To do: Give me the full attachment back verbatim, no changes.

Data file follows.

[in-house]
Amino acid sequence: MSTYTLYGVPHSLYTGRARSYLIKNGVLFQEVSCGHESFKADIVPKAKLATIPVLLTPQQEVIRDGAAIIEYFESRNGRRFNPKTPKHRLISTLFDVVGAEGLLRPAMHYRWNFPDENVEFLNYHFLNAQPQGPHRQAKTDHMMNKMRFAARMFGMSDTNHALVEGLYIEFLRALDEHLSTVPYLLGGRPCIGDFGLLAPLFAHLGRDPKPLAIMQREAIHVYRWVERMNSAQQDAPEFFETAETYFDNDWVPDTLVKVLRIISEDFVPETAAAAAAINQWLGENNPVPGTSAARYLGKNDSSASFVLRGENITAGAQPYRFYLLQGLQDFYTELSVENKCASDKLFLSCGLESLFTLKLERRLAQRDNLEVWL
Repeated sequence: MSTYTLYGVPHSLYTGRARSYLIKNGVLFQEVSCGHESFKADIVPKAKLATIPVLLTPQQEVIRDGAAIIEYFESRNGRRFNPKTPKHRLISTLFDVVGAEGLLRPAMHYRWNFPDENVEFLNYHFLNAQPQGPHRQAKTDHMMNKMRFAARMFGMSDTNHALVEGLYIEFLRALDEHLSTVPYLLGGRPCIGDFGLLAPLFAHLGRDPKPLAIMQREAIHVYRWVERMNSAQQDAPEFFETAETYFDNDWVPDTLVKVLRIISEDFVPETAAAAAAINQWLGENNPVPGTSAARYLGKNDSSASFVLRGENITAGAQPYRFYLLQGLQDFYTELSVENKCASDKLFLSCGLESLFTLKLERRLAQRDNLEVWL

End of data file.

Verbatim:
[in-house]
Amino acid sequence: MSTYTLYGVPHSLYTGRARSYLIKNGVLFQEVSCGHESFKADIVPKAKLATIPVLLTPQQEVIRDGAAIIEYFESRNGRRFNPKTPKHRLISTLFDVVGAEGLLRPAMHYRWNFPDENVEFLNYHFLNAQPQGPHRQAKTDHMMNKMRFAARMFGMSDTNHALVEGLYIEFLRALDEHLSTVPYLLGGRPCIGDFGLLAPLFAHLGRDPKPLAIMQREAIHVYRWVERMNSAQQDAPEFFETAETYFDNDWVPDTLVKVLRIISEDFVPETAAAAAAINQWLGENNPVPGTSAARYLGKNDSSASFVLRGENITAGAQPYRFYLLQGLQDFYTELSVENKCASDKLFLSCGLESLFTLKLERRLAQRDNLEVWL
Repeated sequence: MSTYTLYGVPHSLYTGRARSYLIKNGVLFQEVSCGHESFKADIVPKAKLATIPVLLTPQQEVIRDGAAIIEYFESRNGRRFNPKTPKHRLISTLFDVVGAEGLLRPAMHYRWNFPDENVEFLNYHFLNAQPQGPHRQAKTDHMMNKMRFAARMFGMSDTNHALVEGLYIEFLRALDEHLSTVPYLLGGRPCIGDFGLLAPLFAHLGRDPKPLAIMQREAIHVYRWVERMNSAQQDAPEFFETAETYFDNDWVPDTLVKVLRIISEDFVPETAAAAAAINQWLGENNPVPGTSAARYLGKNDSSASFVLRGENITAGAQPYRFYLLQGLQDFYTELSVENKCASDKLFLSCGLESLFTLKLERRLAQRDNLEVWL